See FIGS. 2-5 for synthetic schemes.
See Table V for the elemental analyses of new compounds.
9-(3', 5'-di-O-benzoyl-2'-deoxy-2'-fluoro-β-D-arabinofuranosyl)-9-H-purine (3a).
Purine (250 mg, 2.08 mmol) was suspended in dry acetonitrile (7 ml, argon atmosphere) and treated with BSTFA (1 ml vial, Pierce) at room temperature. After 30 min the homogeneous solution was evaporated to dryness in vacuo. The resulting yellow oil was placed under an argon atmosphere and compound 2b (807 mg, 1.90 mmol), dissolved in dry CH2 Cl2 (10 ml), was added to the trimethylsilyl purine via syringe. After removing the solvent on the rotoevaporator (40° C.) the neat mixture was heated to 100° C. and rotated under vacuum for 45 min. After cooling to room temperature the resulting syrup was dissolved in CH2 Cl2, filtered and concentrated. Purification on silica gel (1% MeOH/CH2 Cl2 -3% MeOH/CH2 Cl2) afforded 564.2 mg (63.9%) of a 3:1 mixture of isomers 3a and 3b as a foam along with a minor amount (<5%) of 3c. 1 H NMR of the major component 3a (CDCl3): δ9.19 (s, H2 or H6); 9.01 (s, H2 or H6); 8.40 (d, J=2.8 Hz, H8); 8.0-8.2 (m, aromatic); 7.3-7.7 (m, aromatic); 6.75 (dd, J=2.7 and 12.4 Hz, H1'); 5.80 (dd, J=2.7 Hz and 16.3 Hz, H3'); 5.38 (dd, J=2.7 and 49.8 Hz, H2'); 4.82 (d, H5', H5"); 4.62 (q, H4'). The mixture was carried through the next step.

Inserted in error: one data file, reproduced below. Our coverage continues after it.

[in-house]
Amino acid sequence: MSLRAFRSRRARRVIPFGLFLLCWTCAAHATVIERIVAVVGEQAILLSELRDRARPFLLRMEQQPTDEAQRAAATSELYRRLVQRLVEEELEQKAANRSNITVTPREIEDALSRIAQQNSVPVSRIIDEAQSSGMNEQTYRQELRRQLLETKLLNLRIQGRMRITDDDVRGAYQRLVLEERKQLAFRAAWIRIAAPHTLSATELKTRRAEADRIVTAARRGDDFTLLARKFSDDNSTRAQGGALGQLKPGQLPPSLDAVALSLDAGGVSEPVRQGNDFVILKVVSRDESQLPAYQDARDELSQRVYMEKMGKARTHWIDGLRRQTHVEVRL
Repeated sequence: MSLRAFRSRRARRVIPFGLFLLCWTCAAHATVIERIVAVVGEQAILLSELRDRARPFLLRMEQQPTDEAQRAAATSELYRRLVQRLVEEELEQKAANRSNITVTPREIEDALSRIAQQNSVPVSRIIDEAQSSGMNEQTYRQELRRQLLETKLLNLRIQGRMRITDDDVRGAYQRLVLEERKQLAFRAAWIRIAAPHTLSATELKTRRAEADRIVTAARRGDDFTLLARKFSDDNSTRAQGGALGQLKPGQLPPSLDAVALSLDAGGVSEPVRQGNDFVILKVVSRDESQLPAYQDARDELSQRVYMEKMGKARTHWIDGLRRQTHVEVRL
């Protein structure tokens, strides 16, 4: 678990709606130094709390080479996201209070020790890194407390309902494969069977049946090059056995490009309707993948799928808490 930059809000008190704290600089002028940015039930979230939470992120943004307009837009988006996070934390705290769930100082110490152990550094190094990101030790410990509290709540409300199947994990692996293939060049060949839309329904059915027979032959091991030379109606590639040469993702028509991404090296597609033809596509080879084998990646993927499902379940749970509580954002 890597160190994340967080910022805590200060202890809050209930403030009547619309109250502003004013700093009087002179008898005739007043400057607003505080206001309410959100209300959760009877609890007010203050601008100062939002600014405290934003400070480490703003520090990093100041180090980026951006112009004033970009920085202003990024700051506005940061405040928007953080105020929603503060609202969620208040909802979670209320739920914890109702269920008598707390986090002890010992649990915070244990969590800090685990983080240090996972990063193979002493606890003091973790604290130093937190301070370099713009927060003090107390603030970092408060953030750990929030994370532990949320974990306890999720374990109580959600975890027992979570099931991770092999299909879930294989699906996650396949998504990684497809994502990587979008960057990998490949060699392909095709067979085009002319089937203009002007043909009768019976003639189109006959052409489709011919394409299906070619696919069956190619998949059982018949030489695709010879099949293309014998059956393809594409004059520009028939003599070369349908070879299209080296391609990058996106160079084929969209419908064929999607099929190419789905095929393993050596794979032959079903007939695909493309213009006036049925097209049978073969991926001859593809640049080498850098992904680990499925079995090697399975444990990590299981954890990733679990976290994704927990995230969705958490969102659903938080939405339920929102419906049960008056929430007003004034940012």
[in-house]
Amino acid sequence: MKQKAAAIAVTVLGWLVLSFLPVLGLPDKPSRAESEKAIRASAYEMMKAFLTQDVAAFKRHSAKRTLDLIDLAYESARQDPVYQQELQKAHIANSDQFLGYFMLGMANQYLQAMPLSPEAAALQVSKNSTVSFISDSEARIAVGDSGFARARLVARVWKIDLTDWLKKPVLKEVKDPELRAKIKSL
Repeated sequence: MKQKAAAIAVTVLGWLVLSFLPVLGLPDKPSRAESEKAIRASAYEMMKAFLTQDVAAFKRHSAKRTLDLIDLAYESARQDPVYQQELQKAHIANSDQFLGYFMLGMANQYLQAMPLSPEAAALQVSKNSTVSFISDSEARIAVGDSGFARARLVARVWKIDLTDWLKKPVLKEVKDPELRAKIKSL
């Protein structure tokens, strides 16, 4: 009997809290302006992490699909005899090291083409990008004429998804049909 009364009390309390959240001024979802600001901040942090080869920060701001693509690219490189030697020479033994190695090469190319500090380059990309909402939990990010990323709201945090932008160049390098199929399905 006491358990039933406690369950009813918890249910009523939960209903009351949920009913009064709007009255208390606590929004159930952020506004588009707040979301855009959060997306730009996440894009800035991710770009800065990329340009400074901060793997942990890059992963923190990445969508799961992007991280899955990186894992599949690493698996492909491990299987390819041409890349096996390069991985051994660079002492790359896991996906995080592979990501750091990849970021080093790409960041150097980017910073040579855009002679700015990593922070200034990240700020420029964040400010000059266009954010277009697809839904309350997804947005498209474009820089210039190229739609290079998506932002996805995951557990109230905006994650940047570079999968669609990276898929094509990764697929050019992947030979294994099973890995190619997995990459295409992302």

A 3:1 mixture of 3a and 3b (563 mg, 1.21 mmol) was placed in a pressure bottle and treated with a solution of ammonia saturated methanol (10 ml). The mixture was kept at 10 ° C. for 14 h. Argon was bubbled through the solution for 5 min and the methanol was removed. The resulting gum was taken up in water and washed with CH2 Cl2 (3×). The aqueous layer was freeze dried and purified first by silica gel flash chromatography (FC) (5% MeOH/CH2 Cl2 eluant) and subsequently by reverse phase chromatography (C18, linear gradient of H2 O-10% MeOH/H2 O) affording 285 mg of the diol as a powder (92%) in the same isomer ratio (3:1). 1 H NMR (DMSO-d6) for the major component 4a: δ9.22 (s, H2 or H6); 8.98 (s, H2 or H6); 8.75 (d, J=1.8 Hz, H8); 6.58 (dd, J=4.9 and 13.0 Hz,H1'); 5.30 (dt, J=4.4 Hz and 52.6 Hz, H2'); 4.49 (dt, J=4.4 and 19.0 Hz, H3'); 3.89 (q, J=4 9 Hz,H4'); 3.68 (m, H5', H5") This was also carried through to the next step. Anal. (C10 H11 N4 O3 F. 0.2 H2 O ) C, H, N, F.
A mixture of 4a and 4b (285 mg, 1.12 mmol) was dissolved in dry dimethylformamide (DMF, 4 ml), treated with 2 ml of a premixed solution of TBDMS-Cl/imidazole in DMF (Alltech) at room temperature and stirred for 15 min. Water was added and the aqueous mixture was extracted with ethyl acetate (3×). The combined organic layers were washed with brine (3×), dried (Na2 SO4) and concentrated. Silica gel FC (1:1 EtOAc/PE eluant) afforded a clean separation of the N-9 and N-7 purine isomers. The desired β-N-9 compound, 5, was obtained as an oil in 62%. 1 H NMR (CDCl3): δ9.15 (s, H2 or H6); 8.98 (s, H2 or H6); 8.42 (d, J=2.4 Hz, H8); 6.63 (dd, J=4.0 and 16.7 Hz, H1'); 5.16 (ddd, J=3.0, 3.9 and 51.8 Hz, H2'); 4.73 (dm, J=18.1 Hz, H3'); 4.06 (q, J=4.7 Hz, H4'); 3.91 (m, H5', H5"); 0.91 (s, 9H, t-butyl); 0.10 (s, 6H, Si--(CH3)2).